Hawaii officials also apologized for how long it took to send out an all-clear message correcting that mistake.
Hawaii House Speaker Scott Saiki said the system Hawaii residents have been told to rely on failed miserably.
Longtime residents and vacationers were suddenly jolted into survival mode, hurrying to shelters with scant information and sending loved ones a final goodbye.
The alert, issued shortly after 8 A.M. local time (1800 GMT), was sent mistakenly some three hours before the start of the third round of the PGA Tour's Sony Open. I grabbed my keys and made sure I had my phone.
"This is not a drill", the ominous, all-caps push alert blared on people's phones.
Floridians vacationing in paradise say they were not prepared for feelings of fear and panic during their holiday.
She said she was surrounded by chaos.
The Hawaii Emergency Management Agency tweeted that there was no threat about 10 minutes after the initial alert, but that didn't stop everyone from falsely over reacting.
The Governor of Hawaii David Ige said "an employee pushed the wrong button".
The crisis was the result of Hawaii Emergency Management Agency Administrator Vern Miyagi pressing the "wrong button", according to Mr Ige.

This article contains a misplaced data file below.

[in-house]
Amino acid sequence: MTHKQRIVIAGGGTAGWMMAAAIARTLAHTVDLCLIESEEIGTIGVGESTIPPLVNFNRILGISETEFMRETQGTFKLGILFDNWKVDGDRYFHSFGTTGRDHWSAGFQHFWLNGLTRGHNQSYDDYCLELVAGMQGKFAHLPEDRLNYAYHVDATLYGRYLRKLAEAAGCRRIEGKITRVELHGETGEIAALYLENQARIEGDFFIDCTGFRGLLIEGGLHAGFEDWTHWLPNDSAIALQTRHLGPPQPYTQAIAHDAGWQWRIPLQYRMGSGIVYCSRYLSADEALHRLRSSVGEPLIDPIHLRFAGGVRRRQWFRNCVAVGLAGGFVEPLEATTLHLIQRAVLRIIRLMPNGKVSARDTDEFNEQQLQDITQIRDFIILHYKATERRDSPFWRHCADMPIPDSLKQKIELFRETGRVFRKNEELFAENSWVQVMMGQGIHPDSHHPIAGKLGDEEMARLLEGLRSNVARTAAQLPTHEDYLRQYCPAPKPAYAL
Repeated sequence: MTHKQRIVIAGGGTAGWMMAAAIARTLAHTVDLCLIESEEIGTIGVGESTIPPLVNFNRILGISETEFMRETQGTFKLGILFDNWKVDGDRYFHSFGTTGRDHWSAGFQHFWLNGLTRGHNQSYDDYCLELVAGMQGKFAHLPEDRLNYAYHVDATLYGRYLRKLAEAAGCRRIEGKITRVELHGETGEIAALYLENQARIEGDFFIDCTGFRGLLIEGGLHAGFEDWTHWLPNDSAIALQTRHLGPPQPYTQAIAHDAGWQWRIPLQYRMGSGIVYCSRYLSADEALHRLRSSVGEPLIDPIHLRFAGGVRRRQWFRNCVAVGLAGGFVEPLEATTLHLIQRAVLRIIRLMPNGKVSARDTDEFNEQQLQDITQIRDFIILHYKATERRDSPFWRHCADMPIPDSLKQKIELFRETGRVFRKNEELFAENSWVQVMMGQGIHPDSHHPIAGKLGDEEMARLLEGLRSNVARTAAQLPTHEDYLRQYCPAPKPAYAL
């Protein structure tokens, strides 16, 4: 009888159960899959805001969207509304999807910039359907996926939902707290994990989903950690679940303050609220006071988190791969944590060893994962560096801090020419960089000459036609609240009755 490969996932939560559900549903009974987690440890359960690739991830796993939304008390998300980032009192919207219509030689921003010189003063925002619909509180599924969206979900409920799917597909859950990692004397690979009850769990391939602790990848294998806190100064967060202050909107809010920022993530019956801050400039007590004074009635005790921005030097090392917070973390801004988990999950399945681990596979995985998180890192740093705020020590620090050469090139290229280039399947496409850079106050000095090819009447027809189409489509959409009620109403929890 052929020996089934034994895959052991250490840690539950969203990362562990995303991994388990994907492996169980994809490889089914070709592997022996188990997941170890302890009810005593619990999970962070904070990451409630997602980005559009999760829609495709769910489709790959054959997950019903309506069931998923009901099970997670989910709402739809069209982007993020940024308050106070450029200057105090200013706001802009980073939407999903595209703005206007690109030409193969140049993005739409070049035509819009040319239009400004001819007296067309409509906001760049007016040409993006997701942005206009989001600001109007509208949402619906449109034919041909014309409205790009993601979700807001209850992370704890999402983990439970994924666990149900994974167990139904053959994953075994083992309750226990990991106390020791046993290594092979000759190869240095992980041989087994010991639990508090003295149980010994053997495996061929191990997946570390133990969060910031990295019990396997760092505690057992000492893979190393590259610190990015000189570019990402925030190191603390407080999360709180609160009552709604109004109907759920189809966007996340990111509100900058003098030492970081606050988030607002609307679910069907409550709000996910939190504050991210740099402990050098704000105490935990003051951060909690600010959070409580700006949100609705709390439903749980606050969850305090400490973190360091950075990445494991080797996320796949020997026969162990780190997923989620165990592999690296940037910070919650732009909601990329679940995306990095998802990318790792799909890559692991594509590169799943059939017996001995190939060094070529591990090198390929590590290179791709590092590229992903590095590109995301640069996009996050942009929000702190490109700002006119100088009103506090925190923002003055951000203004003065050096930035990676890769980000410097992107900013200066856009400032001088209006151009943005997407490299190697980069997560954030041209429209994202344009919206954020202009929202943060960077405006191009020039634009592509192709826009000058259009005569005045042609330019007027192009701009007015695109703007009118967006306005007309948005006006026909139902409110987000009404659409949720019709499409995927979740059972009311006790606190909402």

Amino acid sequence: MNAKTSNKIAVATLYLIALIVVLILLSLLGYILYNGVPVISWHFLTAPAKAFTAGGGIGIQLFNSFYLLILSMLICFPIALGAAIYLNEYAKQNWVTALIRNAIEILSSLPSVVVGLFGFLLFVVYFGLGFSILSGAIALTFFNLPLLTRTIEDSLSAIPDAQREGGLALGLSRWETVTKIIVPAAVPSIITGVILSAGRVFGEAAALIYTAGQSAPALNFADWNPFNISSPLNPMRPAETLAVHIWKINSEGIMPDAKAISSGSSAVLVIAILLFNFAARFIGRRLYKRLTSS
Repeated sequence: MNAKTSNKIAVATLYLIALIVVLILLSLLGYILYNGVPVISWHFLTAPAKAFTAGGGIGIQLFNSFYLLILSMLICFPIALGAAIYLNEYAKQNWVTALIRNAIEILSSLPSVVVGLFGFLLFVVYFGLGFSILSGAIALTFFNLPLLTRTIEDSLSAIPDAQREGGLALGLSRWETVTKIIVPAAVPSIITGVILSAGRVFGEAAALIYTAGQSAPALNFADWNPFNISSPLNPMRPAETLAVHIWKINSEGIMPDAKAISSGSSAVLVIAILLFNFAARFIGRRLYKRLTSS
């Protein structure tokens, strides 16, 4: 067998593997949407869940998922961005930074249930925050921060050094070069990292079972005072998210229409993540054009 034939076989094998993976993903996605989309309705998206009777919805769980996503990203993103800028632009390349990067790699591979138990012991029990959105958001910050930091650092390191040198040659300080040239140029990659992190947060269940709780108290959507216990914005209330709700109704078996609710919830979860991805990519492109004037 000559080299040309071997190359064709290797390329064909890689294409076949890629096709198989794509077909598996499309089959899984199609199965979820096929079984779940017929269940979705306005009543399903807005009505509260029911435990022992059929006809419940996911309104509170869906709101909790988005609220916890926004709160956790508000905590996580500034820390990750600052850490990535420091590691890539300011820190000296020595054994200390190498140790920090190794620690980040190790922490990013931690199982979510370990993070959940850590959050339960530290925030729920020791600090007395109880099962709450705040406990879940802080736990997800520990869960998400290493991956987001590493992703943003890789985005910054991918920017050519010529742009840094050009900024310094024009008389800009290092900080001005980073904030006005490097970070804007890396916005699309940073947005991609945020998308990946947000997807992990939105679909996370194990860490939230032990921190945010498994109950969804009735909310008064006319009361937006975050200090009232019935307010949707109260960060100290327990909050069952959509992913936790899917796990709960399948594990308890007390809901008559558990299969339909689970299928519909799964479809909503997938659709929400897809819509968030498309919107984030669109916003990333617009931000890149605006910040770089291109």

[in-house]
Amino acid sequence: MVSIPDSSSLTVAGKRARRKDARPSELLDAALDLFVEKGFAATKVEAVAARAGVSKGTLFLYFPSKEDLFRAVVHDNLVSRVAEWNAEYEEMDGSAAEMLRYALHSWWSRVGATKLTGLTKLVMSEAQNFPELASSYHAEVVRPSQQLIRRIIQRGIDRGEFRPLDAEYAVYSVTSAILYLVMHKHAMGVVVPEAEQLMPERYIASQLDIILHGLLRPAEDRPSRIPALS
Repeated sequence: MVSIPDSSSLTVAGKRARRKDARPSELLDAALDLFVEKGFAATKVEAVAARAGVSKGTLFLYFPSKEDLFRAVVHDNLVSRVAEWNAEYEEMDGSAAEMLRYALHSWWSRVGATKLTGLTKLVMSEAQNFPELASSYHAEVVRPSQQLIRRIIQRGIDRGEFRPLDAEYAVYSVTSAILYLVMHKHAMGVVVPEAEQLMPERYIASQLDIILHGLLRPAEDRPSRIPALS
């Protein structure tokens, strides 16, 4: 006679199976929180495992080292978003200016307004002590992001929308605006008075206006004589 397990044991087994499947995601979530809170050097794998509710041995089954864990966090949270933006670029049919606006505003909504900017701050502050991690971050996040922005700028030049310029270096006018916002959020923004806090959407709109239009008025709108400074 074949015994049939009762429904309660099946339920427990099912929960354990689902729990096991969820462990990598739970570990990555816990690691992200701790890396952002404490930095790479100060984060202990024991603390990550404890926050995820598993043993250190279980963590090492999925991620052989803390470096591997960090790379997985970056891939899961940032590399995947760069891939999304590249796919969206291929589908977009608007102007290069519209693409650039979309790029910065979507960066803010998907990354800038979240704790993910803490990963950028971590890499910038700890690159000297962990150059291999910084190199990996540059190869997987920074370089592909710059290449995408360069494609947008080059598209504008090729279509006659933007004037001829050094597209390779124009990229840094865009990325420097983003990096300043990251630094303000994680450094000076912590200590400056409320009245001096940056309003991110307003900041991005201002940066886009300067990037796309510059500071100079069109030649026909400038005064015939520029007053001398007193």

Meantime, officials in Hawaii said they are working to ensure that what happened today never happens again.
Mr Ige said the emergency management agency after the incident ordered a change in its procedures requiring two employees, not just one, to send out such an alert in the future.
"If it actually happened, I wouldn't have known and my family could have been dead", she said.
Sara then told us their next thought: "What now?"
Calgaro said some people found the advisory to "take cover" to be humorous.
"We all just spoke about how it was weird there was no official news about the alarm", Hull said.
Hawaii reintroduced Cold War-era warning siren tests last month amid the potential threat of missiles from North Korea. "My brother was just about to leave for his class, and he told us that he got a threat on his phone, it said there's a bomb threat, a ballistic missile threat".
FCC Chair Ajit Pai says the agency is launching a full investigation into the mistake.
The U.S. military's Pacific Command and state authorities confirmed that there was no missile threat to Hawaii, which is a chain of islands in the Pacific Ocean, and home to the U.S. Pacific Command.
- Paying a Pornstar Hush Money Would Have Ended Any Other Presidency
- Why Kim Jong-un wanted a diplomatic offensive
- Most active Western Conference teams this offseason
- Smart money points to Trump charge
- UK's May plans Cabinet changes as Brexit enters new phase
- Critics' Choice Awards: Nicole Kidman thanks all her kids
- UIDAI Introduces 16-Digit Virtual Aadhaar ID For More Security!
- People from s***hole nations unwanted in USA , says Trump
- Delta Air Lines Inc Earnings Advance 13% In Q4
- Trump disputes newspaper quote attributed to him on North Korea